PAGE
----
Hiding its own terms: naturalism and the invention of identity
Paper short abstract:
Given the centrality of productive / reproductive thinking to the culture-nature dyad, a route through well known questions about the European Enlightenment underlines the point that changing ways of thinking about reproduction -- and kinship -- were part of an evolving concept of ‘nature’.
Paper long abstract:
If one is looking for diverse anthropologies, one is also looking for diverse biologies, and thus for diverse approaches to the reproduction of life. Some notions of 'symbiosis', for example, point to forms of generation than involve cross- species interdependency. Starting with the centrality of productive / reproductive thinking to the Euro-American culture-nature dyad, this paper picks a route through some well known questions about the European Enlightenment in order to underline the point that changing ways of thinking about reproduction -- and kinship -- were part of an evolving concept of 'nature'. With that came a great interest in the 'identity' of things, a freshly minted elaboration of medieval ideas of substance and essence. The English precursor to the Enlightenment in the scientific revolution of the seventeenth century, and the mark it left on the English language, bids us to look again at European (and other forms of) animism. The paper can do no more than pose the question of what kind of anthropologies one might find there. Nonetheless, English-speaking anthropologists might not be so perplexed about the future of the nature-culture dyad if it turned out after all to be less than foundational to their enterprise.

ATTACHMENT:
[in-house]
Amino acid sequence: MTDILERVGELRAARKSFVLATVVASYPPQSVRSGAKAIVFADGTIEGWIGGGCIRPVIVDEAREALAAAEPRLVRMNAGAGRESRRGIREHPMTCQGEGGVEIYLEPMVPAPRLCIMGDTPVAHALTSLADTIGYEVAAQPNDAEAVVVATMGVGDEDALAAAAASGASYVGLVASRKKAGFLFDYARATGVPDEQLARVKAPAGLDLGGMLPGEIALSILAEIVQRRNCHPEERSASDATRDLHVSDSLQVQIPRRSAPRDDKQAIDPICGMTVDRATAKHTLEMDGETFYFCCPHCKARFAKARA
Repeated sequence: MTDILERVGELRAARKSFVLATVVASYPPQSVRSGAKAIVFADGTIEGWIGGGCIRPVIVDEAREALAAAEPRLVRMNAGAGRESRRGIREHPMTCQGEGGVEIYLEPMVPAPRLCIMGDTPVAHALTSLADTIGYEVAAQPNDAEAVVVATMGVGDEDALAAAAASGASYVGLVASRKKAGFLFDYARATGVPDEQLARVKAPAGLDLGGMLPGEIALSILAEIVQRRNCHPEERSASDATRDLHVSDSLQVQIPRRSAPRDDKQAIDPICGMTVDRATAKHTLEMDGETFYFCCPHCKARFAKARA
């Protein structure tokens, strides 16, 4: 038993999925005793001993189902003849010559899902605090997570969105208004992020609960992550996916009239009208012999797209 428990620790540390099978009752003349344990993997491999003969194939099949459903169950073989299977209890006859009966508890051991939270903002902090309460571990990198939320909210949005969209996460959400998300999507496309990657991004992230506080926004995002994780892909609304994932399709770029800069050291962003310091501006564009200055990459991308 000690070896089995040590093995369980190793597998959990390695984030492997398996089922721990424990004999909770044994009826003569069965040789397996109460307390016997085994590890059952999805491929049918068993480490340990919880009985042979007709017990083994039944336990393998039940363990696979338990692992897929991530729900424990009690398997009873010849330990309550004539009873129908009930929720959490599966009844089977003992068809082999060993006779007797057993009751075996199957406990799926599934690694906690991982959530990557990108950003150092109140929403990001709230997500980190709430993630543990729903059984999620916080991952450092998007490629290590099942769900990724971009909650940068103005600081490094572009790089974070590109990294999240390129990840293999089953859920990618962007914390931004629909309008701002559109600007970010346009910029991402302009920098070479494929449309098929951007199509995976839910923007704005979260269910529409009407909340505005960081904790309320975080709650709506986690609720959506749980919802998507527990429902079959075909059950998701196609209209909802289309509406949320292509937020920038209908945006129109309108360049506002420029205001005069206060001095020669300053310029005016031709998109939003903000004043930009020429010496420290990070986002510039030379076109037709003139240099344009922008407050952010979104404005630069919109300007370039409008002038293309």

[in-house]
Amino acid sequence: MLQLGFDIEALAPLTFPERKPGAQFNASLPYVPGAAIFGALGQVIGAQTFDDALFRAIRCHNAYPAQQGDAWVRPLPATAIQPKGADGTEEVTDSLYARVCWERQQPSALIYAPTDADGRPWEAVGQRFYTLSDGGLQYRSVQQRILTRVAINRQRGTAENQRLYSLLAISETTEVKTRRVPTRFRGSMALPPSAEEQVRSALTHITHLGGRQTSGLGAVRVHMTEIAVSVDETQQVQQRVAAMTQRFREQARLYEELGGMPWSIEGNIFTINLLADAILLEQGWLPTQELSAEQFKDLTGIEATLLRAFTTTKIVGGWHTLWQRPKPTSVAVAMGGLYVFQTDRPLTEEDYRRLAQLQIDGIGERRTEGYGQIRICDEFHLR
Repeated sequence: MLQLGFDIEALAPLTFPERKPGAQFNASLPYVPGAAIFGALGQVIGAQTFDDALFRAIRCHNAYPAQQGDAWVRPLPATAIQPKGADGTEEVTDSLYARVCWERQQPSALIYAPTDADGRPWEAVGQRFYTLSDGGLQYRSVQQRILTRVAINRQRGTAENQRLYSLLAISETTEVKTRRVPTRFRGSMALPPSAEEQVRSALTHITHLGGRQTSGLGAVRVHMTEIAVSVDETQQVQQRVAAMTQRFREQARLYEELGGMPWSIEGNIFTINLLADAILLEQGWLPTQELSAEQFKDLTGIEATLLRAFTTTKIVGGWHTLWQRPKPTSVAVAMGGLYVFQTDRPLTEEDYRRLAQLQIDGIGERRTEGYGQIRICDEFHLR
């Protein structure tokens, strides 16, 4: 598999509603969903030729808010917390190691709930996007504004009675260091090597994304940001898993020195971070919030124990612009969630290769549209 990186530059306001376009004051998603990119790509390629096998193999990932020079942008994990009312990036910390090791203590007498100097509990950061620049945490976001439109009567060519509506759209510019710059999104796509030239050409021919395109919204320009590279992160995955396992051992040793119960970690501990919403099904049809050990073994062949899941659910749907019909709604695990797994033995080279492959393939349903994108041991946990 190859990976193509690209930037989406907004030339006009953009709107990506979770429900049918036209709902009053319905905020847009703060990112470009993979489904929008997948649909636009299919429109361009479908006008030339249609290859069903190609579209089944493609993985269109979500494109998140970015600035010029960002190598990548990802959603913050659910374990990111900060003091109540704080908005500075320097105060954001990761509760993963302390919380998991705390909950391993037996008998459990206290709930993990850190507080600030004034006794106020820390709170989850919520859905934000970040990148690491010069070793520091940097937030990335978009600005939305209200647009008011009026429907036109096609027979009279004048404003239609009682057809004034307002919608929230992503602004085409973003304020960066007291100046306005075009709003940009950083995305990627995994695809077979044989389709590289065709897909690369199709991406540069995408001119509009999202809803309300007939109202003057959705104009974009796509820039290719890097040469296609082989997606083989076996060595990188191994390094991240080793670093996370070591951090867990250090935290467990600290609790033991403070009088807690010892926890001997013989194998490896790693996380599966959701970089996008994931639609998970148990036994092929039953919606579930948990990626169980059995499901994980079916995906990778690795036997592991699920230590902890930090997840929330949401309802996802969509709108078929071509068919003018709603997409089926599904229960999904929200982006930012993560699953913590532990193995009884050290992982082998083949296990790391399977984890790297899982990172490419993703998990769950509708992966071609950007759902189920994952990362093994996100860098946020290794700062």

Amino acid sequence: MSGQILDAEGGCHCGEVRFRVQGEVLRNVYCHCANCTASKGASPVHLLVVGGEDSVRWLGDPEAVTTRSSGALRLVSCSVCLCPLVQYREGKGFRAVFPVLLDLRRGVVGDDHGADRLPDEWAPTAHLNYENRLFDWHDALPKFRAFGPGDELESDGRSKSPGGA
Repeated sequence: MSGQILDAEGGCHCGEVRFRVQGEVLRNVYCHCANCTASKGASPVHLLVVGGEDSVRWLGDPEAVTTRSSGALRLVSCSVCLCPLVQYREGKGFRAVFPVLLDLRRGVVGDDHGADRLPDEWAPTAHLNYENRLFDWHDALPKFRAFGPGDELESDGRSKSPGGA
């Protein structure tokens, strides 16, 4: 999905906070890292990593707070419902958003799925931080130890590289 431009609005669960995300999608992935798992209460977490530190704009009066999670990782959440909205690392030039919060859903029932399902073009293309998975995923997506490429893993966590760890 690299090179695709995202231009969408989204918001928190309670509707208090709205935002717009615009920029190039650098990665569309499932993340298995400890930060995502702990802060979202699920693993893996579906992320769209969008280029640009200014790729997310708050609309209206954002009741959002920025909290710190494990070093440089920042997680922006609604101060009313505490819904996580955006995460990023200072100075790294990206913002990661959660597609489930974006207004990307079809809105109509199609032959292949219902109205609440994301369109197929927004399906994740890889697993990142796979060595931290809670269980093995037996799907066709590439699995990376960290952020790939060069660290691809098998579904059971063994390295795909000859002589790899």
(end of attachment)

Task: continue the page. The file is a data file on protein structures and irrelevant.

Multiple nature-cultures and diverse anthropologies (CLOSED)